MONDAY, 8 OCTOBER 1973. The plan was to meet Jimmy and his mother for lunch at the Hotel Grande Britaine, at the extreme other end from the Hermes in the rating spectrum of hotels in Athens. While waiting for it to be time to leave my room, I killed half an hour by jotting down some impressions of the previous day’s meeting. Also by babbling to my journal that “I wish I weren’t such a bloody nervous person. I hope I like Mrs. Plum(b?)(m?)er. I hope David comes to lunch. I do wish to God I could stop letting Jimmy totally determine by his moods how things go between us.” He, not his mother, was the focus of my nervousness; “I’m always much less nervous about Jimmy’s near & dear than I am about him.” I add, with a certain bravado, that “Even about him I’m much better than ever before. So I love him; so what?”
But David stayed home; there were only the three of us at lunch—which turned out all the same to be success of a quite bewildering sort. Mrs. Plummer either was genuinely taken with me (which seemed all but impossible), or, as Jimmy suggested, had decided to make a friend of me. From my journal:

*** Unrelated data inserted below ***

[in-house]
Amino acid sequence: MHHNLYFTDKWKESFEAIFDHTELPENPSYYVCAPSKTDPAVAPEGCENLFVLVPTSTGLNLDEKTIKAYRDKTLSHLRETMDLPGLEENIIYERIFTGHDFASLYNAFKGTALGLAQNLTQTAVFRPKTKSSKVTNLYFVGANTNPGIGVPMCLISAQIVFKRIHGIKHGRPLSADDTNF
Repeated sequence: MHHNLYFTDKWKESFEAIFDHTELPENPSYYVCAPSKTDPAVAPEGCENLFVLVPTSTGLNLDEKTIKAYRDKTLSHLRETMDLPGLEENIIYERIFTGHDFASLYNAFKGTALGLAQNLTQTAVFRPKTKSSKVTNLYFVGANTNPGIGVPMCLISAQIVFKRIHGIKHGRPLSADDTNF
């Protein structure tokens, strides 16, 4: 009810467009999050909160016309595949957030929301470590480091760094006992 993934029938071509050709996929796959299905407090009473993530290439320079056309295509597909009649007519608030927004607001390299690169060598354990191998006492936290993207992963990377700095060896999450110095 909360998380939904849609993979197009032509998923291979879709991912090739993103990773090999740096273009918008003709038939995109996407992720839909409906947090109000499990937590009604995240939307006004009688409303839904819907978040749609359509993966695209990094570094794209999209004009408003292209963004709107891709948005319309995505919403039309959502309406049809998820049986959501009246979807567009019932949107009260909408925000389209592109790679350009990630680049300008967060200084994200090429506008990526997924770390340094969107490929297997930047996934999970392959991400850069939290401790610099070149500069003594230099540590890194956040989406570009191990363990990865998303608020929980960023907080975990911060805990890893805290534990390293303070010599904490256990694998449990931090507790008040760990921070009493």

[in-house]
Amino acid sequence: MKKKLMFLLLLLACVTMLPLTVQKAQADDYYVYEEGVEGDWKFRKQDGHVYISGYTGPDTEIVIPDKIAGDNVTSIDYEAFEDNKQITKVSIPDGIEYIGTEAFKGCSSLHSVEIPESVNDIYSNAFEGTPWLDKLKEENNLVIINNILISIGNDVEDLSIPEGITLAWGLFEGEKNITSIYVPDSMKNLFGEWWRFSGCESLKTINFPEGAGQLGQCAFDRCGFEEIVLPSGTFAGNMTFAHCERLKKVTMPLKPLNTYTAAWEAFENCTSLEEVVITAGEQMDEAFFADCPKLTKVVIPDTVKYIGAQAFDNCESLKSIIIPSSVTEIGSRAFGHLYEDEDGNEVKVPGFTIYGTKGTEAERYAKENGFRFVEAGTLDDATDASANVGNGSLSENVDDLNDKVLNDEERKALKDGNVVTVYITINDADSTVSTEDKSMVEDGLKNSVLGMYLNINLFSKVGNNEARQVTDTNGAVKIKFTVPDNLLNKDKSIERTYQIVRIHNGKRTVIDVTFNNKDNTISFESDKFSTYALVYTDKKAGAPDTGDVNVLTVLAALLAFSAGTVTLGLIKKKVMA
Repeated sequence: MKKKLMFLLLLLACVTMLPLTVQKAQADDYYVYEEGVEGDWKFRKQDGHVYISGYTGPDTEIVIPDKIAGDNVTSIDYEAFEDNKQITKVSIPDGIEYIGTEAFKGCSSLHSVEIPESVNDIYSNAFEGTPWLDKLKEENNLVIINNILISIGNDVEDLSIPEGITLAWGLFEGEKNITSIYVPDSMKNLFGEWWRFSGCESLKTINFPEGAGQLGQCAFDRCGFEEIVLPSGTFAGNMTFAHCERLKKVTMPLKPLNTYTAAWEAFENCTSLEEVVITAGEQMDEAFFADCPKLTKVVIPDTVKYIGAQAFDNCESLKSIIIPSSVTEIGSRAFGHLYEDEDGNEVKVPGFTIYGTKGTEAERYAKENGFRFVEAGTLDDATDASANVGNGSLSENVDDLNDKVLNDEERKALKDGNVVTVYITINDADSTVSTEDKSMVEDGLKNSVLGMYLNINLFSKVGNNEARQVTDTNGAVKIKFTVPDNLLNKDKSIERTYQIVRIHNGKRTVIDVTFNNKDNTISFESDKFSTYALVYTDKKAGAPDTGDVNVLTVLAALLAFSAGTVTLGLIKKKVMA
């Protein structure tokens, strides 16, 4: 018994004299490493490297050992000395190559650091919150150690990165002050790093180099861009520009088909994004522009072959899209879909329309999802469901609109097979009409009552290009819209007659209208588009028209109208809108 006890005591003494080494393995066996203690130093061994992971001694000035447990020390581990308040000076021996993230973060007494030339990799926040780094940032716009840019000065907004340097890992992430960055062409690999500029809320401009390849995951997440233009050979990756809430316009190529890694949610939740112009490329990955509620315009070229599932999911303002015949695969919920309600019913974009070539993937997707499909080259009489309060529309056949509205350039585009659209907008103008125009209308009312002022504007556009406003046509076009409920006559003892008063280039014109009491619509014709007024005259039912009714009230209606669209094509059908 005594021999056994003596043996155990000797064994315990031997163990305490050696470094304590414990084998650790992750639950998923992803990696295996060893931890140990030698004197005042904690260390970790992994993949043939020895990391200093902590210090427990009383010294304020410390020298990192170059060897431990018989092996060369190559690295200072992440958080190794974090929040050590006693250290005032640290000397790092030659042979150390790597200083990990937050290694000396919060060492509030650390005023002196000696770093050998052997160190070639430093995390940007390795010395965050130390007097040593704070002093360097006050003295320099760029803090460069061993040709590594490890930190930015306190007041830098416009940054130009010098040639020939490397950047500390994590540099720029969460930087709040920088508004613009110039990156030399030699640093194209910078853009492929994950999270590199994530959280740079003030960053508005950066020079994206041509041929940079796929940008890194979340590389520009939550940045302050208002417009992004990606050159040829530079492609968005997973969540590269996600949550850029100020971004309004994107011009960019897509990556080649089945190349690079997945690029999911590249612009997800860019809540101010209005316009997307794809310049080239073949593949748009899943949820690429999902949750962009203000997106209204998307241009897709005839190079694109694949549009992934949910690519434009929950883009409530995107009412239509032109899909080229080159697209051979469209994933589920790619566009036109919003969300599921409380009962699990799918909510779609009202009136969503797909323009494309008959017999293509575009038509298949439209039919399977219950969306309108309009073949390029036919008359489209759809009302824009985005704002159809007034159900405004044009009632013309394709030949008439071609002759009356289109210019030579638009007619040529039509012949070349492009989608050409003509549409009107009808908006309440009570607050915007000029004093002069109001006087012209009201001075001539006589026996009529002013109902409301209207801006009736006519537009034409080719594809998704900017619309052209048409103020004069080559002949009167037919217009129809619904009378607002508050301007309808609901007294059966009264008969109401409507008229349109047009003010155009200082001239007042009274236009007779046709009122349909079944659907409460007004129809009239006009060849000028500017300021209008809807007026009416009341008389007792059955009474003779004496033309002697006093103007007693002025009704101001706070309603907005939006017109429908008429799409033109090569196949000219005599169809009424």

"While we perched together on a chair in the lobby of the Grande Britaine—J having gone to fetch a forgotten bag—she told me how fresh I looked (the Greeks being so dirty), and also, 'You’re a very pretty girl! You have beautiful eyes!' At lunch, at the Snack Bar, she kept insisting I have some of those lovely red tomatoes, & also kept feeding Jimmy bites of melon; he submitted to this baby-bird bit with such patience & dutifulness that I was tickled out of countenance . . . he said later: 'I think she just wanted to establish a claim: "He’s mine!"' As we left the place she put her arm around me . . . then switched to grip J. & me each by an arm. I thought it all quite remarkable & mystifying that she should appear to like me so, because I’m definitely not her type—she emerged brighter than supposed but otherwise virtually predictable. He looks rather like her. Same nose, similar mouth. I seem to recall having to kiss her goodbye already after the lunch.
"During it J. set me up nicely to ask the question I had cleared with him the day before at the Syntagma café: 'Don’t you have some questions to ask this lady?' I replied that I had thought to wait & ask them later out of his hearing ('Do you want to be excused?' quipped savvy Mrs. P.) but she protested that others would be around later, & anyway 'We have no secrets.' So I asked how she felt about being written about, & her answer was nonplussing. She doesn’t seem offended by her portrait in The Seraglio, which means it must be a true one—of a person off-putting to the author & to me but not to her. She said she knew J. would never do anything to hurt her deliberately, so she didn’t know how she’d feel if she were someone else’s mother being written about. I had prefaced my question by saying I asked as a writer, not a critic, & one who wrote about her mother too. I told J. on Sunday that that would be my tactic & he said 'Yes, I think that’s the chord.' And in fact it was the true reason I asked.”